Next week, award-winning puppeteer Joseph Cashore will be performing in Northwestern’s Christ Chapel. Cashore’s marionette show provides a unique way to experience the fine arts. He will perform at 7 p.m. on Tuesday, April 8.
Cashore will be performing “Life in Motion,” which features a series of short scenes inspired by everyday life, set to music by composers such as Beethoven, Copland, Strauss and Vivaldi. The themes he presents in his show are universal; audience members from all different walks of life can relate and connect with what’s happening on stage.
“I try to arrange the performance so it’s kind of like a roller coaster,” Cashore said. “It’s an emotional journey you go on; some of them are sensitive, and some of them are humorous,” Cashore said.
Cashore’s experience with marionettes began when he was young. A 10-year-old Cashore found himself enamored with a marionette hanging in a New Jersey gift shop. He asked an employee if he could try moving the puppet on his own, and she refused. Rejected but not defeated, Cashore returned home and made his first marionette himself.
“It wasn’t a very good marionette, but every once in a while, just by accident, it would move just right, and in that instant it would look like it was alive,” Cashore said.
The lifelike movements and emotive expression that he could achieve with the marionettes intrigued Cashore. After graduating from Notre Dame University with a degree in fine arts, he began to create more marionettes and perform shows with them. Cashore’s keen ability to bring his puppets to life would make Geppetto proud.
Cashore pours large amounts of time and effort into the creation of his puppets and their controls. The extensive detail he puts into both is undeniably brilliant.
He said his process for creating the puppets begins with conceptualizing a theme for who or what the character is, what it will represent and the different positions that the puppet has to be in to communicate the theme. He then creates scale drawings of the character; from those he develops pieces for the puppet. Cashore uses a variety of materials when constructing his puppets. He quickly realized that wood was too heavy to achieve the intricate movements he desired, so he moved on to other more lightweight materials such as boat foam and neoprene that could offer him more finesse with the puppets.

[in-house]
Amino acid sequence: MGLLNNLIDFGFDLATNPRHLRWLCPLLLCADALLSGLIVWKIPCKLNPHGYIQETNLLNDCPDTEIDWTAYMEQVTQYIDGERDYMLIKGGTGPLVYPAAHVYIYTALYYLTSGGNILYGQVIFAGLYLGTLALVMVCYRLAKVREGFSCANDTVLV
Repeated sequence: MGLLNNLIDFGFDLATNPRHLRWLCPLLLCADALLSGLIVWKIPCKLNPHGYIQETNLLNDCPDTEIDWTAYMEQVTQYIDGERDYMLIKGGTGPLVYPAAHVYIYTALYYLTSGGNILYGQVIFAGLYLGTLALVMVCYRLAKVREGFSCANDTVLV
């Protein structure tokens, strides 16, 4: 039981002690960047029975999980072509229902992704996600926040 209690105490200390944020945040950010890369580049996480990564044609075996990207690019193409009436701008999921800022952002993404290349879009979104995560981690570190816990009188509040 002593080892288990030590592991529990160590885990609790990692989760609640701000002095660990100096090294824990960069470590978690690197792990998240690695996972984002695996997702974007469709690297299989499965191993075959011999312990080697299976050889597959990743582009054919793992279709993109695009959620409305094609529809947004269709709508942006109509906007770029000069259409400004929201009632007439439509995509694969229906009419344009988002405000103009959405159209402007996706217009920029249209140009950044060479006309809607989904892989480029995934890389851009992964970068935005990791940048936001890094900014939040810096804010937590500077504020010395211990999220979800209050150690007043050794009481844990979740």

“I cut the individual pieces out … then judiciously place lead weights in certain areas to achieve realistic movements when performing,” Cashore said.
Cashore is an adept puppet creator who also engineers complex and efficient controls for his puppets. The traditional airplane design for controlling puppets proved too limited for the expectations Cashore had for his puppets. He decided to custom-engineer all of his controls for each puppet based on the movements he wanted it to perform.
“The design of the control is an organic process of problem solving, and the way it turns out is the way it turns out,” Cashore said. “If the movement is right, the audience can start believing in the life of the character on stage.”
He uses wire as a base for the framework of the controls because it is more pliable and offers more options than wood. When it comes to the strings his puppets are attached to, Cashore said that he tries to use as few as possible, but some of the puppets have more than 20 strings.
Despite the extensive amount of effort that he puts into his work, Cashore is dedicated to the bigger picture.
“It’s what the totality of the piece means,” Cashore said. “I hope people are totally unaware of what went into it and only feeling with the puppet and the movement. If it’s done right, they can ignore me and the controls at the top and only watch the action on the stage.”
Viewing the Cashore Marionettes perform is surreal in a hauntingly self-reflective way. The puppets move with a subtle realism that makes it possible to suspend one’s disbelief for a moment and see life in the inanimate. The experience humanizes the puppets; it creates a relatable connection for audience members to see a bit of themselves in the characters on stage.
Cashore gets the concepts for the themes of his performance from many places. The title of his performance, “Life In Motion,” alludes to the way he draws ideas from common situations and real-life stories, yet the classical music that provides the background for many of his scenes also offers inspiration. Several of the scenes he performs were generated in his mind while listening to songs that moved him emotionally.
This performance will be the second time that Cashore has visited Orange City. In 2011, Cashore came and performed in the Proscenium Theatre. Janine Calsbeek of the Orange City Arts Council said that the experience the first time was brilliant.
“It’s hard to believe (the performance) would be so touching since they are just marionettes, but it is,” Calsbeek said.
Cashore’s hard work and dedication are evident in the sincerity his performances communicate.
Tickets to the performance can be purchased from the Northwestern College theater and music departments. General admission is $10 for adults and $7 for students. For more information on Cashore and his marionettes, visit cashoremarionettes.com or orangecityarts.net.